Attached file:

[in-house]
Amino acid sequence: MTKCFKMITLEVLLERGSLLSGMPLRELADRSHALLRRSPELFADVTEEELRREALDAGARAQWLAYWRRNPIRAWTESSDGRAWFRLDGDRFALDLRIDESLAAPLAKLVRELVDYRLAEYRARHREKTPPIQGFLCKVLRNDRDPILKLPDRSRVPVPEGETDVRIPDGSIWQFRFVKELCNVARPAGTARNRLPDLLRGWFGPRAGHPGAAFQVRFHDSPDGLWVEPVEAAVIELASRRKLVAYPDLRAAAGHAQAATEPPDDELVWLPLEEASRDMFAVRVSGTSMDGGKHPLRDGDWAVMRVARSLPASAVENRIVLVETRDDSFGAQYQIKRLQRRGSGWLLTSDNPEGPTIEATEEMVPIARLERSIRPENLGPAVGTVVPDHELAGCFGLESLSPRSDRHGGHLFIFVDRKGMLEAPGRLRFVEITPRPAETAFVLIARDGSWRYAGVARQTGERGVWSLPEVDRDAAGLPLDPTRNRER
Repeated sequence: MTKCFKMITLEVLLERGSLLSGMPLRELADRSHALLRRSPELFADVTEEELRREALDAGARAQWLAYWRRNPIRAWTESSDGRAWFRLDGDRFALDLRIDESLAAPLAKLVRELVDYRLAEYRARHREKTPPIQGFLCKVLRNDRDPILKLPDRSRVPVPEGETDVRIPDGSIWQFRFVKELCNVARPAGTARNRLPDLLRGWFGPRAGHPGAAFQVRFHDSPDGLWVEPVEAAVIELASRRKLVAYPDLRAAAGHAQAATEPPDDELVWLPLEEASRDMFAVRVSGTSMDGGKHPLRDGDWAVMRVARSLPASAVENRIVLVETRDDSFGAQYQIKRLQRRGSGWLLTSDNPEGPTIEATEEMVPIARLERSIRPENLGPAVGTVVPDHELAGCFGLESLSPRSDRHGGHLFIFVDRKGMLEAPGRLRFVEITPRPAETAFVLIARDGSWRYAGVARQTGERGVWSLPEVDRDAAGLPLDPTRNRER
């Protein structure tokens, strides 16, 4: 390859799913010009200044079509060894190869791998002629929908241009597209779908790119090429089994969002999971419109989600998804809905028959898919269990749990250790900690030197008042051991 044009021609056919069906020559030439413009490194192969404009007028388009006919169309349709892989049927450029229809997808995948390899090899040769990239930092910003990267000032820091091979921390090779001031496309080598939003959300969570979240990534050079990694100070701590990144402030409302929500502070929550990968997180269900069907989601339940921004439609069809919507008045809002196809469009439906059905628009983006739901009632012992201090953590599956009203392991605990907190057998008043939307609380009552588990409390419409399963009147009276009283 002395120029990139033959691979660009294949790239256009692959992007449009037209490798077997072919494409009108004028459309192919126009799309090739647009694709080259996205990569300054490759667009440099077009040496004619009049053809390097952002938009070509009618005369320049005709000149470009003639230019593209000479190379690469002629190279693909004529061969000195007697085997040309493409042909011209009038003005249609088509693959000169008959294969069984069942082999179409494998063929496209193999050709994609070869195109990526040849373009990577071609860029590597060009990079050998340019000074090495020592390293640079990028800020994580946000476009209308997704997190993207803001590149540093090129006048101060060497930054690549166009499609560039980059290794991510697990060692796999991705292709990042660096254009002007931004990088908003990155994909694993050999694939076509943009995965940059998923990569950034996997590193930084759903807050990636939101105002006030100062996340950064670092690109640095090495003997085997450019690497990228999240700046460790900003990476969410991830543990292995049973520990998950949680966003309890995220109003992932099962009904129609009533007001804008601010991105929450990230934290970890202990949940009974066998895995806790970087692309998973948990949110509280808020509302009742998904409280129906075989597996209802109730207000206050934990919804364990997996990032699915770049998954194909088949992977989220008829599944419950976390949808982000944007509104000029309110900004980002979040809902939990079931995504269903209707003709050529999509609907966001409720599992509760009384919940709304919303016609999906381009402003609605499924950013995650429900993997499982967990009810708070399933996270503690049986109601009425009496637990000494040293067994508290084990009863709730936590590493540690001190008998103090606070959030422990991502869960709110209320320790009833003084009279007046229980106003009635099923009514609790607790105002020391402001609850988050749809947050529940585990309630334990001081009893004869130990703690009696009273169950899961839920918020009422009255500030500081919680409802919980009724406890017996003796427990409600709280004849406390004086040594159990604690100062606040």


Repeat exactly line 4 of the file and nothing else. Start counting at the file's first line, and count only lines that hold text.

């Protein structure tokens, strides 16, 4: 390859799913010009200044079509060894190869791998002629929908241009597209779908790119090429089994969002999971419109989600998804809905028959898919269990749990250790900690030197008042051991 044009021609056919069906020559030439413009490194192969404009007028388009006919169309349709892989049927450029229809997808995948390899090899040769990239930092910003990267000032820091091979921390090779001031496309080598939003959300969570979240990534050079990694100070701590990144402030409302929500502070929550990968997180269900069907989601339940921004439609069809919507008045809002196809469009439906059905628009983006739901009632012992201090953590599956009203392991605990907190057998008043939307609380009552588990409390419409399963009147009276009283 002395120029990139033959691979660009294949790239256009692959992007449009037209490798077997072919494409009108004028459309192919126009799309090739647009694709080259996205990569300054490759667009440099077009040496004619009049053809390097952002938009070509009618005369320049005709000149470009003639230019593209000479190379690469002629190279693909004529061969000195007697085997040309493409042909011209009038003005249609088509693959000169008959294969069984069942082999179409494998063929496209193999050709994609070869195109990526040849373009990577071609860029590597060009990079050998340019000074090495020592390293640079990028800020994580946000476009209308997704997190993207803001590149540093090129006048101060060497930054690549166009499609560039980059290794991510697990060692796999991705292709990042660096254009002007931004990088908003990155994909694993050999694939076509943009995965940059998923990569950034996997590193930084759903807050990636939101105002006030100062996340950064670092690109640095090495003997085997450019690497990228999240700046460790900003990476969410991830543990292995049973520990998950949680966003309890995220109003992932099962009904129609009533007001804008601010991105929450990230934290970890202990949940009974066998895995806790970087692309998973948990949110509280808020509302009742998904409280129906075989597996209802109730207000206050934990919804364990997996990032699915770049998954194909088949992977989220008829599944419950976390949808982000944007509104000029309110900004980002979040809902939990079931995504269903209707003709050529999509609907966001409720599992509760009384919940709304919303016609999906381009402003609605499924950013995650429900993997499982967990009810708070399933996270503690049986109601009425009496637990000494040293067994508290084990009863709730936590590493540690001190008998103090606070959030422990991502869960709110209320320790009833003084009279007046229980106003009635099923009514609790607790105002020391402001609850988050749809947050529940585990309630334990001081009893004869130990703690009696009273169950899961839920918020009422009255500030500081919680409802919980009724406890017996003796427990409600709280004849406390004086040594159990604690100062606040």